Let’s Talk Anchoring

Anchoring, like sailing, goes back millennia, some records say as early as 3000-1500 BCE. Subsequently, where there is an anchor, there will also be anchor dragging and a dragging anchor can wreak havoc not only on underwater pipelines and cables but they also rip up fragile marine ecosystems in their path, damage seabeds and destroy aquatic wildlife.

Looking At Two Recent Accidents

Let’s take a brief look at the oil spill accident off the coast of Orange County, California this October. Federal authorities have confirmed that an underwater pipeline carrying oil to the mainland was moved approx. 32m across the seafloor most likely by a ship’s dragging anchor. Combined with other stress factors, the ensuing rupture in the pipeline allowed for an estimated 114’000 liters of crude oil to be spewed into the ocean. Many suffer the repercussions: the local people and economies, the coastal areas and wildlife and the ocean where the pipeline resides and everything living in and around it.

In another recent case, the captain of container ship Maersk Surabaya faces criminal charges this fall if found guilty of negligence with the damage of a subsea telecommunications cable off the coast of West Australia. Although anchored 500 m outside of the protection zone, his anchor dragged due to high winds and snabbed the underlying cable causing damages, according to local media, of approx. $1 million. Luckily, the company involved was able to reroute traffic and there were no notable outages for customers. Not all are equally well prepared for the unexpected.

A Dragging Anchor Can Carry Severe Consequences

To be clear, anchors do not always drag. When crew and nature work in harmony, there are rarely any problems. But nature can be unpredictable and forces on the anchor can be higher than its hold. Combine that with wind shifts, waves, changing currents, and different seabed conditions and an anchor may indeed begin to drag having severe consequences.

Both collisions and groundings can make the headline when the accident is dramatic enough. Either the size of the bulk ships involved make it newsworthy or the damage to the ships and surrounding area will warrant reporting, or the notoriety of the yacht will draw attention. But many more accidents go undocumented, not catching the public’s attention, making the frequency of such dangers seem maybe insignificant. That is far from the truth.  According to our estimations, there are approximately 35’000’000 vessels of various sorts (ie. Merchant ships, fishing vessels, superyachts, leisure boats) sailing our seas. If even only a fraction of these boats experience an incident with a dragging anchor, it is already a lot. Add to this the damage taking place below the water’s surface which bears the brunt of a dragging anchor: coral reefs, marine life habitats, seagrass beds, kelp and other marine environments. Not to mention what can happen when a submarine oil or gas pipeline gets ripped from its hold due to a stray anchor and leaks its contents into the surrounding area.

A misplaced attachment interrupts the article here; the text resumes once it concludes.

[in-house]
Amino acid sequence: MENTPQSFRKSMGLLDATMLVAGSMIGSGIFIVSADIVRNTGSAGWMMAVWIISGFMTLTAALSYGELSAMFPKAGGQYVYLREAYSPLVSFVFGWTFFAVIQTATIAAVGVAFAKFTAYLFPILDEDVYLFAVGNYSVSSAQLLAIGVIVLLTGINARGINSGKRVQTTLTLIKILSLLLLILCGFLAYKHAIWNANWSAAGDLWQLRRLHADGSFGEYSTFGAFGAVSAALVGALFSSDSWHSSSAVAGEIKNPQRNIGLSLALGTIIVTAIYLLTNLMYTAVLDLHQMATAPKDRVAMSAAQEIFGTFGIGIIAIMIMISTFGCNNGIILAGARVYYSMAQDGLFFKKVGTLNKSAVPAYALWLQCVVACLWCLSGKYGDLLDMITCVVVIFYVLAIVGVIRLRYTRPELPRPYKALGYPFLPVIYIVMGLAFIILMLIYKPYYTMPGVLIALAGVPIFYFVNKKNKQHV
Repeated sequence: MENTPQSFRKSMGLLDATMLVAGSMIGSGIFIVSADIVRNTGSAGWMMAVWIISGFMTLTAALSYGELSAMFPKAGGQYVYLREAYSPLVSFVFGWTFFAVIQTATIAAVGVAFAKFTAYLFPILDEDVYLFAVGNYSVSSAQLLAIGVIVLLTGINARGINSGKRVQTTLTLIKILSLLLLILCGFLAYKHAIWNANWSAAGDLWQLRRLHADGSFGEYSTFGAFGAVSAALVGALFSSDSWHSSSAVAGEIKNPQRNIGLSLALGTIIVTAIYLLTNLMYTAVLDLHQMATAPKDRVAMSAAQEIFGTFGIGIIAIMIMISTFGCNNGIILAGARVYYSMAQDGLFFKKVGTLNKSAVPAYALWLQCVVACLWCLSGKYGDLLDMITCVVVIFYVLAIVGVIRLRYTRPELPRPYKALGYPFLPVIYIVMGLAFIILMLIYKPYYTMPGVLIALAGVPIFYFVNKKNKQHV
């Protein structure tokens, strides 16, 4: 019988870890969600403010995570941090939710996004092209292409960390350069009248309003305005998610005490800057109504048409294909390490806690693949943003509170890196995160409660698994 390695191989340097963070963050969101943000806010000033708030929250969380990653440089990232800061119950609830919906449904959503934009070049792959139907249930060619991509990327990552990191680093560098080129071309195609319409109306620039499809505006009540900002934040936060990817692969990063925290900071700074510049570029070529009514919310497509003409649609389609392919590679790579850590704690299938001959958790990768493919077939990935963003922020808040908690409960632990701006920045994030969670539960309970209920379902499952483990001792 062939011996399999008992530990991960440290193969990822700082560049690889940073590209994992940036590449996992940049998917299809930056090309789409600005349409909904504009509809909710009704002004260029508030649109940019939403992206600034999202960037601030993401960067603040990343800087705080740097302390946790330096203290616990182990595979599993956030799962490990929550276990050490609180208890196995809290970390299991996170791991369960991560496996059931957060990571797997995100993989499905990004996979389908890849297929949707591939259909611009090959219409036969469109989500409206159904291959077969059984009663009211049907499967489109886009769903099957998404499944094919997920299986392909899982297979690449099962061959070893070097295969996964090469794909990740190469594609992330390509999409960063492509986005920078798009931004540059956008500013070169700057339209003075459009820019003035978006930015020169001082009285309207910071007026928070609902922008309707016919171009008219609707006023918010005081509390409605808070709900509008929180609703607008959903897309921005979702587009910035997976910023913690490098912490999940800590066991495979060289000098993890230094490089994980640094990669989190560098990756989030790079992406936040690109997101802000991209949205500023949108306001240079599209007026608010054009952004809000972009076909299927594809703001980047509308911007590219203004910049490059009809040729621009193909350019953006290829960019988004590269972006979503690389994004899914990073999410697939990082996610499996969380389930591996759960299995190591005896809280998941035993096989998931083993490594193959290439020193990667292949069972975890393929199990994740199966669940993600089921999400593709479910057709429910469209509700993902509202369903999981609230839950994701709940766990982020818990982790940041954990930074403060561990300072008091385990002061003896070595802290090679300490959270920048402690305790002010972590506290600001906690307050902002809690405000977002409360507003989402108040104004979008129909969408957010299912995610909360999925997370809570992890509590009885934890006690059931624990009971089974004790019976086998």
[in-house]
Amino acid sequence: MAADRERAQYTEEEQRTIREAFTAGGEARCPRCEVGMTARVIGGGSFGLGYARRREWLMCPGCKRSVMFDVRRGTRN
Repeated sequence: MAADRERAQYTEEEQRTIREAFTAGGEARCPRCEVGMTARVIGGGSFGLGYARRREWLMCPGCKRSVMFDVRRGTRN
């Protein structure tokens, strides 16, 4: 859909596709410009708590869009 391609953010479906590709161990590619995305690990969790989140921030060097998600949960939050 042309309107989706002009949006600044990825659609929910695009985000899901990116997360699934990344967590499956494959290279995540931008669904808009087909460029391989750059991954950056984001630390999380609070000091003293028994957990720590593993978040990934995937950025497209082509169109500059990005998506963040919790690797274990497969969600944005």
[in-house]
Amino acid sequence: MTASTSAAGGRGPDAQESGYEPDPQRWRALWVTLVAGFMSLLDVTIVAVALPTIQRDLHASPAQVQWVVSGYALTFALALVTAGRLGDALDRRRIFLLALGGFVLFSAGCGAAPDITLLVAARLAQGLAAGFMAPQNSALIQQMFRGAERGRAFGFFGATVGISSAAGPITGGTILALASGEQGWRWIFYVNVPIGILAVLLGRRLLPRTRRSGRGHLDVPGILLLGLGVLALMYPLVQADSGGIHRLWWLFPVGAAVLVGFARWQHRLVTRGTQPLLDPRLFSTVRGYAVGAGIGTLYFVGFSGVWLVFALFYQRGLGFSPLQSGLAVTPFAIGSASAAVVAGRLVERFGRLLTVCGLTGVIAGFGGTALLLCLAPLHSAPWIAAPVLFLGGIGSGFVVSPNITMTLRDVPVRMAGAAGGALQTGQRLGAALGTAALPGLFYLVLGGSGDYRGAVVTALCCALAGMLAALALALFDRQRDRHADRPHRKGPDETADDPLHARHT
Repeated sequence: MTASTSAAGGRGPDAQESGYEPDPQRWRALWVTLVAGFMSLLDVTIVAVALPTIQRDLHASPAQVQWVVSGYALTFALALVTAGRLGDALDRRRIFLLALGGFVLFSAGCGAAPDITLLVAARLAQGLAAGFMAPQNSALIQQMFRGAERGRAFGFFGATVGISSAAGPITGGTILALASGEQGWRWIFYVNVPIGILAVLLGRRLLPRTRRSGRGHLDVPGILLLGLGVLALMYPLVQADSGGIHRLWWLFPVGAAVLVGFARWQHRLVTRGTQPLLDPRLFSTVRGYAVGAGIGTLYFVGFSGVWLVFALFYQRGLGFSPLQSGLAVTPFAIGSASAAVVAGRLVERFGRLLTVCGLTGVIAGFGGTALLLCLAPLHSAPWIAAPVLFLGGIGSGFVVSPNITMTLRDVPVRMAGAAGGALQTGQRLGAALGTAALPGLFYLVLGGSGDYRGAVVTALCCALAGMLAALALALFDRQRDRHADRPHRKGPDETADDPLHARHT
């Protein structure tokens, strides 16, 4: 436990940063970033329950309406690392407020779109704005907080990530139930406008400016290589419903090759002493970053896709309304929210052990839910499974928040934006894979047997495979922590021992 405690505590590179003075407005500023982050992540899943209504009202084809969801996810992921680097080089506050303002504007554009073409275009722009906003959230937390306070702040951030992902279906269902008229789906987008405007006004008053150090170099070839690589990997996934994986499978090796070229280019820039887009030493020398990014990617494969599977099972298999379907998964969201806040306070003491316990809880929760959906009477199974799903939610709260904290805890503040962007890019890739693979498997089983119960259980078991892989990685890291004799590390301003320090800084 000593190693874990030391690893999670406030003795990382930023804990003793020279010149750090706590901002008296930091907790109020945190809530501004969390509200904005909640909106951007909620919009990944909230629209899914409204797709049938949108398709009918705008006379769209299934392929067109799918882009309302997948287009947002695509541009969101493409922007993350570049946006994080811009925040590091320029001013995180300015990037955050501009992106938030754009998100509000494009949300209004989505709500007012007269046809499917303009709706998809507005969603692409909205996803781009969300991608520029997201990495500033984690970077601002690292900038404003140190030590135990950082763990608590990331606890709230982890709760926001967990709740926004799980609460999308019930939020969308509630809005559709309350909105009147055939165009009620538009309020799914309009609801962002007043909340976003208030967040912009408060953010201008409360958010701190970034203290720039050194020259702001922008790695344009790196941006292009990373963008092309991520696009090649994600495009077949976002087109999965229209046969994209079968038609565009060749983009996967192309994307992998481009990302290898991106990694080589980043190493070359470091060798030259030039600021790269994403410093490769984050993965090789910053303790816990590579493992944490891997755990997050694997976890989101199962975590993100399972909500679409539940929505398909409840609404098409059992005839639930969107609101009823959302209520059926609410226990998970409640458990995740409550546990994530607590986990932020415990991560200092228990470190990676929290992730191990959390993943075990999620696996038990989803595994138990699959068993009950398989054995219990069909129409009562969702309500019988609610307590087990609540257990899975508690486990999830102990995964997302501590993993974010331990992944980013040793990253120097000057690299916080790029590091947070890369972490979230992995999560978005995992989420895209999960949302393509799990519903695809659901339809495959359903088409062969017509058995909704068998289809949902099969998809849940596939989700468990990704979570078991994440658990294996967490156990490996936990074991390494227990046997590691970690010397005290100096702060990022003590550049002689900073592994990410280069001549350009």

Making Safe Anchoring A Thing

There are many explanations for a dragging anchor, some of them mechanical, others physical and then again there are those of the human nature. It is for this reason we refer to anchoring as a craft. Yes, every crew requires reliable equipment, but more importantly good anchoring demands clear judgement and great expertise. Coupled with technological intelligence providing information before it is even needed, then we are on our way towards “safe anchoring”. That is where our solution comes in and that is why we will work tirelessly to make “safe anchoring” a thing. 

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